Denmark has been at the forefront of a campaign criticising Qatar’s hosting of the FIFA World Cup.
Qatar has made “many improvements” within its legislation to better conditions for migrant workers in the country, the Danish Football Association chief said on Thursday, after months of scrutiny targeting the Gulf state’s hosting of the World Cup.
“I think one has to be honest that there’s been quite many improvements within Qatar legislation, and Amnesty International also reported that thousands of migrant workers actually have improved their conditions,” Jakob Jensen told Reuters.
“But I think it’s also fair to say we’re still pushing for more.”
“I think we’ve been able to make an impact on Qatar. It’s been done by very many actors, not just the associations, but also organisations and international governments,” he added.
Prior to their World Cup 2022 participation, Denmark had been outspoken against the violations of workers’ rights in Qatar, first by writing slogans on their training gear and more recently by darkening their team kits.
Some of the Danish players will also attend the major sporting event without their families in an act of protest.
Jensen further said that the Danish football would keep using its “appeal” to participate in other campaigns, reports said.
“I think that’s going to happen. I do think that other issues are pushing their way on to the football agenda and we are trying to embrace them as much as we can.”
“I believe in the power of football; I believe people can change the world,” he added.
Separately, the Danish national team was also denied a request by FIFA to train in shirts emblazoned with a political message during their time in Qatar for the World Cup.
Denmark had approached FIFA to allow its national team players to wear shirts imprinted with the words ‘Human Rights for All’, but has been rejected by global footballing body.
Authorities in Qatar denounced in late September Denmark’s move to ‘dim down’ its national team’s kits as “trivialising” the Gulf state’s “commitment to protect the health and safety of the 30,000 workers who built FIFA World Cup stadiums and other tournament projects.”
The statement was in response to Denmark’s unveiling of its national football kit for the World Cup – “toned down” jerseys to protest Qatar’s human rights record and support migrant workers in Qatar.
“We don’t wish to be visible during a tournament that has cost thousands of people their lives. We support the Danish national team all the way, but that isn’t the same as supporting Qatar as a host nation,” kit manufacturer Hummel announced in a statement earlier this year.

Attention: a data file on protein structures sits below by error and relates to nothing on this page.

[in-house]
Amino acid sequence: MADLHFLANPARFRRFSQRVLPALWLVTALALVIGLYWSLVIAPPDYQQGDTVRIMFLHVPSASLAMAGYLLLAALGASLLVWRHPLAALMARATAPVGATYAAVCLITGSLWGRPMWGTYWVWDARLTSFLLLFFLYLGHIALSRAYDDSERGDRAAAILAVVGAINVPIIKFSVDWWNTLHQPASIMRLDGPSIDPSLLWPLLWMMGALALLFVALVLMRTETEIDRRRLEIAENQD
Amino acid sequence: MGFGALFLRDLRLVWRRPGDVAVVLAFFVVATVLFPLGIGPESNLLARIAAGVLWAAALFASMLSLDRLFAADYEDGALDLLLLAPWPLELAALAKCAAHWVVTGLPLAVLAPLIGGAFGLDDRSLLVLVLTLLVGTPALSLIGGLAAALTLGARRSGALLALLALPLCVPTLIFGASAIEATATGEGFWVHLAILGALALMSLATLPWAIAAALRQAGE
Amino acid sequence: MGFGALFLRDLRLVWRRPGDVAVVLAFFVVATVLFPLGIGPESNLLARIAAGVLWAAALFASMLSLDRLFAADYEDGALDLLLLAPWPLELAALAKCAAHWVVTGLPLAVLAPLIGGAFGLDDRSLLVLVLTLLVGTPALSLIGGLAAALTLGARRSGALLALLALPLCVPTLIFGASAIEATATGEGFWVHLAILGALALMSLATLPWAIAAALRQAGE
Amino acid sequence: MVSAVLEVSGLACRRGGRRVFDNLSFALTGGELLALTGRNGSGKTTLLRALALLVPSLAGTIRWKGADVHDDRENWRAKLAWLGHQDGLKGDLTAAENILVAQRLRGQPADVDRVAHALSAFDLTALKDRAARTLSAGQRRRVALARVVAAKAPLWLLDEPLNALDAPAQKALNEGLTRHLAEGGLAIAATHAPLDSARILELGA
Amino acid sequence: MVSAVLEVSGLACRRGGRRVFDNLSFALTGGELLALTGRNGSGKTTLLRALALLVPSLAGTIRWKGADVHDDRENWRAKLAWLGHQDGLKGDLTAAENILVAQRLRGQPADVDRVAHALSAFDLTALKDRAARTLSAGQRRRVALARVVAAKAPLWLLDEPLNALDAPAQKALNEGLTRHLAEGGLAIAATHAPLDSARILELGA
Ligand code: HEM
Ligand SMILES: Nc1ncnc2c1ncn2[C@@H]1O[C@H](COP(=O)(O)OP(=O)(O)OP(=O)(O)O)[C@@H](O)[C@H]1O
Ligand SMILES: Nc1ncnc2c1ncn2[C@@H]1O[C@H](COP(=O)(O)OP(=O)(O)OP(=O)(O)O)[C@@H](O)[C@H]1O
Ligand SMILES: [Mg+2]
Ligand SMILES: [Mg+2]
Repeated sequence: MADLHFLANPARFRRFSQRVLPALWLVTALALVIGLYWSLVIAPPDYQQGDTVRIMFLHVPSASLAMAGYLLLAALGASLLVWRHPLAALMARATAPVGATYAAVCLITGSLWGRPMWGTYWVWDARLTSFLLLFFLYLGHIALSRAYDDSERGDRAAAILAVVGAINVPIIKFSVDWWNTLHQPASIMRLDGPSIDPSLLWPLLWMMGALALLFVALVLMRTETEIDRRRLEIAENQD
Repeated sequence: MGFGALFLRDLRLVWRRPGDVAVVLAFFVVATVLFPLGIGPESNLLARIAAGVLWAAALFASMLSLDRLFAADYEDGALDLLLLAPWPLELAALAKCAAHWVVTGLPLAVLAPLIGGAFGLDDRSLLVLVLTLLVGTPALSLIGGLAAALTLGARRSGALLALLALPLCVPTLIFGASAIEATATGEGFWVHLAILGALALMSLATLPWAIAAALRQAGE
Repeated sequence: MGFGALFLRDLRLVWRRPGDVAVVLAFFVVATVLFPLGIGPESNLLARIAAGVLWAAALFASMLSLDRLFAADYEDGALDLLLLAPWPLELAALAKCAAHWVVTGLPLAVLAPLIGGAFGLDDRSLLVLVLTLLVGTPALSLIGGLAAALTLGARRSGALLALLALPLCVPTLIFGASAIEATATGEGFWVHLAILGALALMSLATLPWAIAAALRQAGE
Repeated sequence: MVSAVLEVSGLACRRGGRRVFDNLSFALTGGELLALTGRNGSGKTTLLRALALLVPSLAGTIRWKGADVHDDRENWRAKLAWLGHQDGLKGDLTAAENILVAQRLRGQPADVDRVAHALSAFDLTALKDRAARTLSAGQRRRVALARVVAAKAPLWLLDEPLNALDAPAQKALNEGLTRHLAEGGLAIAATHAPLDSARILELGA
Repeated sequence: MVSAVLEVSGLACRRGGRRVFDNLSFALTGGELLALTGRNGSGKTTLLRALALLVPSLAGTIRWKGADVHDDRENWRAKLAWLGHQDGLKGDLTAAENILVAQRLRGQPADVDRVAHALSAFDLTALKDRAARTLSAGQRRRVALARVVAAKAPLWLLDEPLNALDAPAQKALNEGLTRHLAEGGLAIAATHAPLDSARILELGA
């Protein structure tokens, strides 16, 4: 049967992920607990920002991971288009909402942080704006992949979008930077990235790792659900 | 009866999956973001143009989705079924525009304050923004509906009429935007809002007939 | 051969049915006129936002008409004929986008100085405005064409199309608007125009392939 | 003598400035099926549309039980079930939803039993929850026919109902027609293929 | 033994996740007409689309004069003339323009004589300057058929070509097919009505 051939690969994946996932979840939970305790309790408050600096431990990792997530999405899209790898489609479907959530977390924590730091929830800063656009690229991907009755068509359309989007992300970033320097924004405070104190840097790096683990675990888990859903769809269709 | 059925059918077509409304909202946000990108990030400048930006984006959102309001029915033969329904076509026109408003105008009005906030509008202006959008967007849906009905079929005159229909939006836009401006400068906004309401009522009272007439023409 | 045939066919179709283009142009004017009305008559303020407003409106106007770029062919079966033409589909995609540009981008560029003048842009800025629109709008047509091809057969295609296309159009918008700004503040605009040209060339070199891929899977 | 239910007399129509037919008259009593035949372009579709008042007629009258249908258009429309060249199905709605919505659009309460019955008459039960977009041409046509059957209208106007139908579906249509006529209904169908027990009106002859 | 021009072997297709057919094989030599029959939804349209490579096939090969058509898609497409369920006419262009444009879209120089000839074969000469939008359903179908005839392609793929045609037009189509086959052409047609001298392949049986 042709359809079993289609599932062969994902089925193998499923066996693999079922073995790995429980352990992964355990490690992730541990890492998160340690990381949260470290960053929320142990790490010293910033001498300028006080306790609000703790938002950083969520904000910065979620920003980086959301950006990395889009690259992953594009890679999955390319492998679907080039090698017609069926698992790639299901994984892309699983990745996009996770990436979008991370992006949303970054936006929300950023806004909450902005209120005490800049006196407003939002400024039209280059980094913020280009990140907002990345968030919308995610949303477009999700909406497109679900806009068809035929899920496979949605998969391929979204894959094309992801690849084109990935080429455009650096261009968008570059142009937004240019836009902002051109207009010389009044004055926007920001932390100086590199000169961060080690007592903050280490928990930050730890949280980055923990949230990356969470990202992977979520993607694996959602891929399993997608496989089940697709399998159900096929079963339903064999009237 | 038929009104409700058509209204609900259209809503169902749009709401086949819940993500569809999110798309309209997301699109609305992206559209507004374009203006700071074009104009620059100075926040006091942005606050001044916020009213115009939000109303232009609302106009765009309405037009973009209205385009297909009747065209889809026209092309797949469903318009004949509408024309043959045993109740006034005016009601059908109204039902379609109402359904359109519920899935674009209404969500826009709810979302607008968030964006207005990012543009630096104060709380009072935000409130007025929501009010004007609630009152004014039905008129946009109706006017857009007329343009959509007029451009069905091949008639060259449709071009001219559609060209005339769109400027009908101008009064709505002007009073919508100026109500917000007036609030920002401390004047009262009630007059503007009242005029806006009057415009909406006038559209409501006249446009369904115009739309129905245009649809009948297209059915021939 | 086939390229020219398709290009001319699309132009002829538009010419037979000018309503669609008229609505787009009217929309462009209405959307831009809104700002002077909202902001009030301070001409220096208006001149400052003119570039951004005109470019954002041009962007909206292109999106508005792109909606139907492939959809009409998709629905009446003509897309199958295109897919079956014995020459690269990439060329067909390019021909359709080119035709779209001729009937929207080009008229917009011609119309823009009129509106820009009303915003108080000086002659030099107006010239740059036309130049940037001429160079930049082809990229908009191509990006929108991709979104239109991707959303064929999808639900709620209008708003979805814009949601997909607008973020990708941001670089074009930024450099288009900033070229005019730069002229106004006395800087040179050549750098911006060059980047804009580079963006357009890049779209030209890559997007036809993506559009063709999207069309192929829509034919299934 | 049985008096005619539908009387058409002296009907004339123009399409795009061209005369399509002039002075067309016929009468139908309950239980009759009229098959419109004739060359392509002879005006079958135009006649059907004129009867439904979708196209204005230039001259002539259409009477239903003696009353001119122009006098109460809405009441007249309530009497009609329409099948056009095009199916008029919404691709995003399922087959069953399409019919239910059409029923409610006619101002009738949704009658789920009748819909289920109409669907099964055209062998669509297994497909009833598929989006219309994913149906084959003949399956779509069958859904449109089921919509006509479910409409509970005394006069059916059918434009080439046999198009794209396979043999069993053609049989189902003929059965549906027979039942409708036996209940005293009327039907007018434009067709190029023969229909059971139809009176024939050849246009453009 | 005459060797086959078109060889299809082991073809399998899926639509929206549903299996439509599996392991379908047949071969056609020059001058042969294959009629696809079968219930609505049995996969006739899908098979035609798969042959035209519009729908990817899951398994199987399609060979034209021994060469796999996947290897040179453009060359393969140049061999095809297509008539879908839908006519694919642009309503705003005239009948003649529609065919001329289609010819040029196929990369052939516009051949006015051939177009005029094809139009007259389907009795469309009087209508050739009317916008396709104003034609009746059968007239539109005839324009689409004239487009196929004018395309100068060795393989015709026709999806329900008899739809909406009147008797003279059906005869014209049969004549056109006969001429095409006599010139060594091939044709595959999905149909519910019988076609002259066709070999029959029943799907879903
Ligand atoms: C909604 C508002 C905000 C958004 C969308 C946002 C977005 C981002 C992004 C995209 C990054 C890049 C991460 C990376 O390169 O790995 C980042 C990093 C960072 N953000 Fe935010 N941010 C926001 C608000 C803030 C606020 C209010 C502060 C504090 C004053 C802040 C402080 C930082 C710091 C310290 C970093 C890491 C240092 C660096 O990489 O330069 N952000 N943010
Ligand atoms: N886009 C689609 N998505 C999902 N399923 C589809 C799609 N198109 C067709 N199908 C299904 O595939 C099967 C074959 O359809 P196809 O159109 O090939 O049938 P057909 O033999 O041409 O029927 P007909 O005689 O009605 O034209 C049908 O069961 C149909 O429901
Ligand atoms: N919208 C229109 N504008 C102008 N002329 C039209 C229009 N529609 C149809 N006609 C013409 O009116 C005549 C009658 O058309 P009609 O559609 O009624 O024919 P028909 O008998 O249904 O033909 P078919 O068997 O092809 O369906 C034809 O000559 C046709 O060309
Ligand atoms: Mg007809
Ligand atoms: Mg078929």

Since winning the bid to host the 2022 FIFA World Cup back in 2010, Qatar has come under incessant Western-heavy criticism over its human rights abuses, prompting senior Qatari officials to speak out.
In the lead up to the World Cup, a number of European nations, including England and Denmark, have raised issues over the plight of migrant workers in the host country, triggering calls to compensate employees.
The #PayUpFIFA campaign is a collective appeal by human rights groups for FIFA to match the tournament’s $440 million in prize money with compensation for migrant workers. This is a campaign to which, Qatar said it has already paid out hundreds of millions of dollars in unpaid wages.
The country’s Labour Minister Ali bin Samikh Al Marri said Qatar already has an existing fund to handle worker fatalities and injuries, dismissing the repetitive calls as a stunt.
“This money went to employees who were deprived of their wages and whose companies are now facing court cases, to employees who were injured at work or to cases of work-related deaths. This mechanism works very well. So why should we duplicate it?” he said.
As the tournament edges closer, Qatari officials have taken a more head on approach to call out criticism, highlighting apparent angles taken by western media that has widely disregarded progress made on the ground.
Last month, Qatar’s Amir Sheikh Tamim bin Hamad Al Thani said that “no other host nation” has faced this level of criticism.
“Since we won the honour of hosting the World Cup, Qatar has faced an unprecedented campaign that no other host nation has received. And we had handled it at first in good faith while considering some of the criticism positive and beneficial,” Sheikh Tamim told the Shura Council in October.
The amir added that while the criticism has helped Qatar “develop aspects that needed development”, it has continued to rear its ugly head.
“It soon became clear to us that the campaign has continued and expanded, and includes slander and double standards, until it has reached such a ferocity that many, unfortunately, wonder about the real reasons and motives behind it,” said Sheikh Tamim.
Speaking to Sky News earlier this month, Qatar’s Foreign Minister Sheikh Mohammed bin Abdulrahman Al Thani said critics of the World Cup in Qatar are “arrogant” and “cannot accept a small country from the Middle East”.
Similarly, the Chief Executive Officer of Qatar 2022 Nasser Al-Khater said “European countries feel they have monopoly over the World Cup.”
“Europe has hosted 11 tournaments out of 22 tournaments, of course it refuses that a country like Qatar or an Arab Muslim country hosts a tournament like the World Cup,” Al-Khater told Al Jazeera Arabic in a televised interview last week.
Addressing the scrutiny, Al-Khater said the anti-Qatar campaign has evolved over the past decade, with aims taken at Qatar size as a geographically small country to its hot summer climate.
“From the start, we have said that this tournament represents all Arabs and is for the entire Arab world, this increases our excitement and our sense of responsibility and increases determination to make this tournament a success,” said Al-Khater.